See title for photo information.
A group of geologists observes bedded pyroclastic-surge deposits from the Cerro Colorado tuff cone. Thinly bedded planar surge layers are typical of distal portions of pyroclastic-surge deposits and originate from traction of particles within a dense surge cloud.

Photo by Bill Rose, 1978 (Michigan Technological University).
See title for photo information.
Volcán Tecolote, NE of Cráter Elegante, is one of the youngest cinder cones of the Pinacate volcanic field. The complex cone was constructed on top of neighboring Mayo cone and is breached to the NW. The irregular Tecolote cinder cone is cut by faults and small craters. Large volcanic bombs, some with cores of older volcanic and non-volcanic rocks, dot the southern and east crater rims and mantle the southern slopes. Six basaltic aa lava flows extend from the base of the cone.

Photo by Bill Rose, 1974 (Michigan Technological University).
See title for photo information.
Santa Clara shield volcano, seen on the SW horizon beyond the rim of Cráter Elegante maar, is a massive basaltic-to-trachytic shield volcano of late-Pliocene to Pleistocene age. Santa Clara volcano is largely mantled by pyroclastic ejecta and lava flows of the basaltic Pinacate monogenetic volcanic series, which began erupting about 1.2 million years ago. More than 500 cinder cones and associated lava flows drape the shield volcano and extend into the surrounding desert.

Photo by Bill Rose, 1969 (Michigan Technological University).
See title for photo information.
Spectacular pyroclastic-surge deposits are exposed in gullies on the flanks of Cráter Elegante in the Pinacate volcanic field of NW México. This photo shows cross-bedded sandwave bed forms produced by particles transported by saltation or dilute suspension in a rapidly moving surge cloud. The direction of movement of the surge cloud, seen by the truncation of dune beds on the near-vent side, was from right to left. Sandwave beds predominate in areas near the rim of the maar.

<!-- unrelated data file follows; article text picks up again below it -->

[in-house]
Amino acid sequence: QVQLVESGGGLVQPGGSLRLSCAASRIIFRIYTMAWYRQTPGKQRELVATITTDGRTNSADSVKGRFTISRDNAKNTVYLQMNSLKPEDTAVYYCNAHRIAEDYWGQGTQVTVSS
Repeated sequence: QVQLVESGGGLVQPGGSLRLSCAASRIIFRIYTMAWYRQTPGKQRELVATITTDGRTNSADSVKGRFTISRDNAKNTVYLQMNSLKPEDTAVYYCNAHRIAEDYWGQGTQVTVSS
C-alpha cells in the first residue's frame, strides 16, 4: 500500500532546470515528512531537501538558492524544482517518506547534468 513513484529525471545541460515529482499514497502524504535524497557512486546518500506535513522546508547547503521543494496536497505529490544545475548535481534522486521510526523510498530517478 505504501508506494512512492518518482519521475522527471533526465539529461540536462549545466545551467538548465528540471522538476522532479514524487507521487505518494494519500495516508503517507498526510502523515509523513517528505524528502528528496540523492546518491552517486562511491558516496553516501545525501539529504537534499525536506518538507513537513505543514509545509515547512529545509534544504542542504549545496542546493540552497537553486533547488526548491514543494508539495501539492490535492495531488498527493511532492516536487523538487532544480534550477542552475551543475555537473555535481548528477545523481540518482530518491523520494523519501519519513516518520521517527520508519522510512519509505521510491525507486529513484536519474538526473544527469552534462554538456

Photo by Bill Rose, 1997 (Michigan Technological University).
See title for photo information.
A vast panorama of cinder cones and lava flows is viewed from near Cerro Colorado. More than 500 basaltic cinder cones and associated lava flows dot the Pinacate volcanic field, which also contains tuff cones like Cerro Colorado, nine maars, and the large basaltic-to-trachytic Santa Clara shield volcano.

Photo by Bill Rose, 1997 (Michigan Technological University).
See title for photo information.
The dark-colored area in the center of this Space Shuttle photograph is the Pinacate volcanic field in NW Mexico near the Gulf of California (lower left). Formation of the large Santa Clara shield volcano near the center of the 2000 sq km volcanic field during the Pleistocene was followed by the eruption of maars, tuff rings, basaltic pyroclastic cones, and lava flows that mantle the shield volcano and extend into the surrounding desert. This monogenetic volcanism began more than 1.2 million years ago and has continued to the present.

Photo by National Aeronautical and Space Administration (NASA), 1991.
See title for photo information.

Smithsonian Sample Collections Database


The following 10 samples associated with this volcano can be found in the Smithsonian's NMNH Department of Mineral Sciences collections. Catalog number links will open a window with more information.

Catalog Number Sample Description
NMNH 117630-1 Basalt
NMNH 117630-10 Basalt
NMNH 117630-2 Basalt
NMNH 117630-3 Basalt
NMNH 117630-4 Basalt
NMNH 117630-5 Basalt
NMNH 117630-6 Basalt
NMNH 117630-7 Basalt
NMNH 117630-8 Basalt
NMNH 117630-9 Basalt